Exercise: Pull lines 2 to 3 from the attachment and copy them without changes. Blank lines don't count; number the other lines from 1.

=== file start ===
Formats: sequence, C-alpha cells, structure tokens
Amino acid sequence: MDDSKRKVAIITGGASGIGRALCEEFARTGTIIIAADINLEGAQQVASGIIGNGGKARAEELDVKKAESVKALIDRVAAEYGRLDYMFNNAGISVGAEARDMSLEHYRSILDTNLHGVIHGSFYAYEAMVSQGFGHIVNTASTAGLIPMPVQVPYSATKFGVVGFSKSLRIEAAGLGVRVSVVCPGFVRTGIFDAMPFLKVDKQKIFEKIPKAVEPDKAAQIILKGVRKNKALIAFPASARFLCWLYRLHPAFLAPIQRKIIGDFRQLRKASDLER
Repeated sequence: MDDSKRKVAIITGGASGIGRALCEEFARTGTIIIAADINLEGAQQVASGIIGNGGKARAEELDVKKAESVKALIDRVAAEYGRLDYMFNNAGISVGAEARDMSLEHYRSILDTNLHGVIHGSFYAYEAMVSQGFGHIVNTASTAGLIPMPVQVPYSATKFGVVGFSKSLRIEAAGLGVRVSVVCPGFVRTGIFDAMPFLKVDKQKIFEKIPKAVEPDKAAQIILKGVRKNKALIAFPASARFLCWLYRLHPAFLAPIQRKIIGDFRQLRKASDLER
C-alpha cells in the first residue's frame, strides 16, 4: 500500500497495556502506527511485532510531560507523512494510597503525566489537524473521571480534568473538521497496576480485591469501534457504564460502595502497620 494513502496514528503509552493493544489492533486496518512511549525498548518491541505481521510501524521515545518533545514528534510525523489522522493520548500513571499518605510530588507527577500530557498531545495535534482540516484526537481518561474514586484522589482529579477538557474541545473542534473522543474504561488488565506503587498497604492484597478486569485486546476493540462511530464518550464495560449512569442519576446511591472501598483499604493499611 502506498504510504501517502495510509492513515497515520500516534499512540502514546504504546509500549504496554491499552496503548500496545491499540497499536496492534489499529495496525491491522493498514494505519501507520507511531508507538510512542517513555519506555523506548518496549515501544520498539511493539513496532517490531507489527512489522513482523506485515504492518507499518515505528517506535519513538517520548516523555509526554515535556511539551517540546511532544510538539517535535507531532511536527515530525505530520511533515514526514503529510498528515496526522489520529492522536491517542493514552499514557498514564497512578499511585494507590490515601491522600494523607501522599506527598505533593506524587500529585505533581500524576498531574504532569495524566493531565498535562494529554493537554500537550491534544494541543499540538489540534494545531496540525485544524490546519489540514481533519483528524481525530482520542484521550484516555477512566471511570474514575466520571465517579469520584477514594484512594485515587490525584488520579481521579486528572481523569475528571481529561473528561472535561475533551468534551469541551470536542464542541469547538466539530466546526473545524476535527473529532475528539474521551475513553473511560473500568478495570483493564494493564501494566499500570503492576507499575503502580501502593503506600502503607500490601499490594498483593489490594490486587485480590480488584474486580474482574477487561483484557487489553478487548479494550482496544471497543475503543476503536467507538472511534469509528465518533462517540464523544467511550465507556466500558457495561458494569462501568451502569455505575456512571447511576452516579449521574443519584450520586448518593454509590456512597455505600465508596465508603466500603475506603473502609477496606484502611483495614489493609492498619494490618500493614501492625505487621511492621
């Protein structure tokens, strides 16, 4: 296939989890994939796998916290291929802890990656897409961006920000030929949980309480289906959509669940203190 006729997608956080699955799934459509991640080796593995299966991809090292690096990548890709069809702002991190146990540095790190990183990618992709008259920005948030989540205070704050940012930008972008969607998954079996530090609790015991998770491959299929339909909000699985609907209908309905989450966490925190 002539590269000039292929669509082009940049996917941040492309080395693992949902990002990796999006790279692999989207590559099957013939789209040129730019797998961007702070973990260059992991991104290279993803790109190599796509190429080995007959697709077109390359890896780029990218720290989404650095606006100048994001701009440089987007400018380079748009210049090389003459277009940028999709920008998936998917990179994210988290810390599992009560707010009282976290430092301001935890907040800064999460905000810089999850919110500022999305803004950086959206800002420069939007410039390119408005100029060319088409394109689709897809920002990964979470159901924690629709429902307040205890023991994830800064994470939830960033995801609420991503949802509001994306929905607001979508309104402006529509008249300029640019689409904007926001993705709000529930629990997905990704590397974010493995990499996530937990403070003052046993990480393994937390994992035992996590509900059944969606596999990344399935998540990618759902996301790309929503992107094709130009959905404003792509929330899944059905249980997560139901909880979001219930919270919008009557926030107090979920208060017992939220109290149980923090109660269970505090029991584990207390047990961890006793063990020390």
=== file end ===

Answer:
Amino acid sequence: MDDSKRKVAIITGGASGIGRALCEEFARTGTIIIAADINLEGAQQVASGIIGNGGKARAEELDVKKAESVKALIDRVAAEYGRLDYMFNNAGISVGAEARDMSLEHYRSILDTNLHGVIHGSFYAYEAMVSQGFGHIVNTASTAGLIPMPVQVPYSATKFGVVGFSKSLRIEAAGLGVRVSVVCPGFVRTGIFDAMPFLKVDKQKIFEKIPKAVEPDKAAQIILKGVRKNKALIAFPASARFLCWLYRLHPAFLAPIQRKIIGDFRQLRKASDLER
Repeated sequence: MDDSKRKVAIITGGASGIGRALCEEFARTGTIIIAADINLEGAQQVASGIIGNGGKARAEELDVKKAESVKALIDRVAAEYGRLDYMFNNAGISVGAEARDMSLEHYRSILDTNLHGVIHGSFYAYEAMVSQGFGHIVNTASTAGLIPMPVQVPYSATKFGVVGFSKSLRIEAAGLGVRVSVVCPGFVRTGIFDAMPFLKVDKQKIFEKIPKAVEPDKAAQIILKGVRKNKALIAFPASARFLCWLYRLHPAFLAPIQRKIIGDFRQLRKASDLER